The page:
In his book, Transcending CSS: The Fine Art of Web Design, author Andy Clarke argues in favor of content-out markup. This approach centers around defining the content on the page in a semantic way that makes sense to those using browsers without style information. The base XHTML should be as free of layout coding as possible, even to the point of following a different flow. Then, CSS should be used to create the layout on top of it, using absolute positioning to break the XHTML elements from their flow as necessary.
That CSS should be the predominant source for layout and other style information is undeniable; I agree with Clarke wholeheartedly. Where I think he errs is his abandonment of floats for absolute positioning. While acknowledging that floats are, “almost a de facto standard method for creating column layouts using CSS,” he argues that they are too fragile. He’s right, of course; floats can unintentionally clear when they’re not supposed to because they happen to be one pixel too wide. “Whereas float-dependent layouts can easily fall apart at the slightest nudge,” Clarke asserts, “positioned layouts can support supersized images or gigantic text without failing.”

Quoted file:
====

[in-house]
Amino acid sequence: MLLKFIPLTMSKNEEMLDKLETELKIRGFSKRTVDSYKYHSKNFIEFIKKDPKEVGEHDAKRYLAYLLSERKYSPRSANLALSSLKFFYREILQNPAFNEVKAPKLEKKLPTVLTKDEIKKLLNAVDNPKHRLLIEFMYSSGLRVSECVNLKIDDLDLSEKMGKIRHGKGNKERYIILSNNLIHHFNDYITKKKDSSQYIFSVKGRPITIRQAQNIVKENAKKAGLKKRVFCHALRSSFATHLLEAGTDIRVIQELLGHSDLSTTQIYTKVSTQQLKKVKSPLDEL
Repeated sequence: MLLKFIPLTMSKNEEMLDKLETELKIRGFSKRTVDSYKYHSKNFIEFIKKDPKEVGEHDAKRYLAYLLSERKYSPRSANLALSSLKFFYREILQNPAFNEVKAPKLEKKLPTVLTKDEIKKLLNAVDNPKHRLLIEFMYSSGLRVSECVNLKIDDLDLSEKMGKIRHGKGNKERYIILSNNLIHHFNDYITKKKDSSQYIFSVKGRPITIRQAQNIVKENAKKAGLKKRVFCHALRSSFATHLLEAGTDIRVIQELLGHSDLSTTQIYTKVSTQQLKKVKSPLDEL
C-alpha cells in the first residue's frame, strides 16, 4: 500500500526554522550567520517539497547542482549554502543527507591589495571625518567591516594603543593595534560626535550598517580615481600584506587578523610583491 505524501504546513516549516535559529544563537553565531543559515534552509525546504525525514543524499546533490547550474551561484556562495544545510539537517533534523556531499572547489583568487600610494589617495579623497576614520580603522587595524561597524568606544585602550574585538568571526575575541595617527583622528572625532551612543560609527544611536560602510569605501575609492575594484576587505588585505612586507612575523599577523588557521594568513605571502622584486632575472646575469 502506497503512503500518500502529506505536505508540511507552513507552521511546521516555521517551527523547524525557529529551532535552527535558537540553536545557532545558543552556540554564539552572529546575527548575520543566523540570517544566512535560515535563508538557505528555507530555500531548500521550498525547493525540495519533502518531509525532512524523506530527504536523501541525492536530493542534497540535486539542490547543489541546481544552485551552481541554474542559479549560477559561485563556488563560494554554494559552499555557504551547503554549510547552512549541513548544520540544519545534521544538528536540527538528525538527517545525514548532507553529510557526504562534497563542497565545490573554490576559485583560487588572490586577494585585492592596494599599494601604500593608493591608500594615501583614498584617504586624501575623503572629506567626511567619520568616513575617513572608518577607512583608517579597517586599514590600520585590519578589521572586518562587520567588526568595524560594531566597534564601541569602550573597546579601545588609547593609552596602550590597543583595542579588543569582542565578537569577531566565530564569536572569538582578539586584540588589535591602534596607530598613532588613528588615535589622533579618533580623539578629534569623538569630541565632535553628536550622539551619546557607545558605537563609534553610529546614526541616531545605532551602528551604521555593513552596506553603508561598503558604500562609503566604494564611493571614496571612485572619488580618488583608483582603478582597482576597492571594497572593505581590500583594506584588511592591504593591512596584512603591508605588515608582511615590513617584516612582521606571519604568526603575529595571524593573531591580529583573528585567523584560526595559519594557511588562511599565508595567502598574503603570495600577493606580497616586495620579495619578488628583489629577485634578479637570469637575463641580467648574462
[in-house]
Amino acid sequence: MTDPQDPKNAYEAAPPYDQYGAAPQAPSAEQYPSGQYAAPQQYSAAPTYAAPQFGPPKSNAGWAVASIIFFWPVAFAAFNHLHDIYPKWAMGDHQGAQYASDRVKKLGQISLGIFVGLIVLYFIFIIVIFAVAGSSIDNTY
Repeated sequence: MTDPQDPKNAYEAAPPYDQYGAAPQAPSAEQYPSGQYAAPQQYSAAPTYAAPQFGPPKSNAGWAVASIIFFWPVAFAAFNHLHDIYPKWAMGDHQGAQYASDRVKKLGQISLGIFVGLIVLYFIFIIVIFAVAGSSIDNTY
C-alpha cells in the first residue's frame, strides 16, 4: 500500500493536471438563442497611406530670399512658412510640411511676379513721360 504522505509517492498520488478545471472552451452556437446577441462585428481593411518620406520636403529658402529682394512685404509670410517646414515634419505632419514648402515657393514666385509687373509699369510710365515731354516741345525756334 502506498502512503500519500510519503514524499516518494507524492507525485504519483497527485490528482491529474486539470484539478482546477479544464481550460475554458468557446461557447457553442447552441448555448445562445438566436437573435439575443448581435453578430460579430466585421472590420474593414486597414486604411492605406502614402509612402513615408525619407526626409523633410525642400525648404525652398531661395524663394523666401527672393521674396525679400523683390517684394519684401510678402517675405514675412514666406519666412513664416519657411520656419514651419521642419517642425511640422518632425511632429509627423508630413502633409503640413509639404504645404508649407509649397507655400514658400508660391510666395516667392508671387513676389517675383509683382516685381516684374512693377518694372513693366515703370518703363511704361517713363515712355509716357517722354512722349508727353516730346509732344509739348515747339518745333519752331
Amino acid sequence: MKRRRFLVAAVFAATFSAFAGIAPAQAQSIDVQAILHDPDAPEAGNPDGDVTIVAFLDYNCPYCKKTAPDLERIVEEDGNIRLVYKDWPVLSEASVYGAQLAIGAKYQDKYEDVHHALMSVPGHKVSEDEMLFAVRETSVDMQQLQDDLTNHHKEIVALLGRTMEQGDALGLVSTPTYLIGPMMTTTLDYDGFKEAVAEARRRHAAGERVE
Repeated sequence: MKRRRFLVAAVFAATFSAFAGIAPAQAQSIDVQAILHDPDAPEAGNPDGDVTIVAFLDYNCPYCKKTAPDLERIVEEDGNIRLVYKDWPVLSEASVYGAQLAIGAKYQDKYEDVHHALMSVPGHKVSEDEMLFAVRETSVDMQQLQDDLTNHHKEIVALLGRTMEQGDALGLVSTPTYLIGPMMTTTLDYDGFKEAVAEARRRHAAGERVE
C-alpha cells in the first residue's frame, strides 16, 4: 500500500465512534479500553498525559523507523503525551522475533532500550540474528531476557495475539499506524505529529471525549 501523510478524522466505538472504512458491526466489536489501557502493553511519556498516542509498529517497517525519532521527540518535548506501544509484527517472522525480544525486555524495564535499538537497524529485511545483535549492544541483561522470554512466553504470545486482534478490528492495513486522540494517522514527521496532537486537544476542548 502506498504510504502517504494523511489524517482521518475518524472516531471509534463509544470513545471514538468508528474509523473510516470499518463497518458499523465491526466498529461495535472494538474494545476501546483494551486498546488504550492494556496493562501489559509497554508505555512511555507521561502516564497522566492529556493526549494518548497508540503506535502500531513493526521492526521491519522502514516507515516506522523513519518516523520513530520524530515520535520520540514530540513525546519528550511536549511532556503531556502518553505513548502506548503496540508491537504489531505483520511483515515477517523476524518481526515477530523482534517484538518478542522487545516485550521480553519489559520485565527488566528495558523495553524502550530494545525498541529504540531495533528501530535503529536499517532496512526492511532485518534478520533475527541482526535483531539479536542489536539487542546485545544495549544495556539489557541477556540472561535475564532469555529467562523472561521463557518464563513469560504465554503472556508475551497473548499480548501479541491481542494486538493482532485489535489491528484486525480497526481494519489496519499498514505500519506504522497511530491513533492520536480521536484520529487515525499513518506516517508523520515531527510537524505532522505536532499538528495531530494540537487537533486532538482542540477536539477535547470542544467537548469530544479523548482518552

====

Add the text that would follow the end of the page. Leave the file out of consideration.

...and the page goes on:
This dependency alone makes me question the original argument. Float-based layouts are prone to falling apart when their content exceeds width limitations, while position-based layouts are not. Furthermore, float-based layouts must conform to a source order resembling the layout order, while position-based layouts have no such requirement.
It’s clearly a trade-off. If we stick to floats for layout, we must be cautious to restrict content width accordingly. This requires added diligence, but, given the proliferation of float-based layouts on the internet, I think people have readily accepted the challenge. Besides, if we have “supersized images or gigantic text” on our pages, the fact that they are breaking our design only adds insult to injury; we’re going to want to correct the problem whether the design fails gracefully or not.
I’m not trying to be pretentious; I know I’m not half the designer Clarke is. However, much as I’ve learned from his book, I don’t think I’m ready to abandon float-based layouts just yet. Every approach to web design has its strengths and weaknesses. In this case, however, I don’t find Clarke’s arguments in favor of position-based layouts all that convincing.